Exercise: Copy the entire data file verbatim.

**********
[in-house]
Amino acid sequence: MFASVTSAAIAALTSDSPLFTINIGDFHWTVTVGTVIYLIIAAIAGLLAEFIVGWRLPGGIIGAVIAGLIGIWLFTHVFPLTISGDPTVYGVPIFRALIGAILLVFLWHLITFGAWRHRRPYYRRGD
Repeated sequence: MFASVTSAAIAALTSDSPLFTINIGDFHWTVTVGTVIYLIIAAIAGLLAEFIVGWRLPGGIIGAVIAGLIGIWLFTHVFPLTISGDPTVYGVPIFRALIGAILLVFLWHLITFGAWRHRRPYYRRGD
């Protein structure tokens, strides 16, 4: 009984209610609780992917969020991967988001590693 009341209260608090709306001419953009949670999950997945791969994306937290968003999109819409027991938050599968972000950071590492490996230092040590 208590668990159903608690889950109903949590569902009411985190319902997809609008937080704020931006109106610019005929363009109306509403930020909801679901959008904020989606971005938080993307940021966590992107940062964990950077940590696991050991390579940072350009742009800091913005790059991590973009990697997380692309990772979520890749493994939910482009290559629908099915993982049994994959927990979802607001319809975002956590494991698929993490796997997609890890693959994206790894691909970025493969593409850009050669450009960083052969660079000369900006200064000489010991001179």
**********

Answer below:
[in-house]
Amino acid sequence: MFASVTSAAIAALTSDSPLFTINIGDFHWTVTVGTVIYLIIAAIAGLLAEFIVGWRLPGGIIGAVIAGLIGIWLFTHVFPLTISGDPTVYGVPIFRALIGAILLVFLWHLITFGAWRHRRPYYRRGD
Repeated sequence: MFASVTSAAIAALTSDSPLFTINIGDFHWTVTVGTVIYLIIAAIAGLLAEFIVGWRLPGGIIGAVIAGLIGIWLFTHVFPLTISGDPTVYGVPIFRALIGAILLVFLWHLITFGAWRHRRPYYRRGD
């Protein structure tokens, strides 16, 4: 009984209610609780992917969020991967988001590693 009341209260608090709306001419953009949670999950997945791969994306937290968003999109819409027991938050599968972000950071590492490996230092040590 208590668990159903608690889950109903949590569902009411985190319902997809609008937080704020931006109106610019005929363009109306509403930020909801679901959008904020989606971005938080993307940021966590992107940062964990950077940590696991050991390579940072350009742009800091913005790059991590973009990697997380692309990772979520890749493994939910482009290559629908099915993982049994994959927990979802607001319809975002956590494991698929993490796997997609890890693959994206790894691909970025493969593409850009050669450009960083052969660079000369900006200064000489010991001179």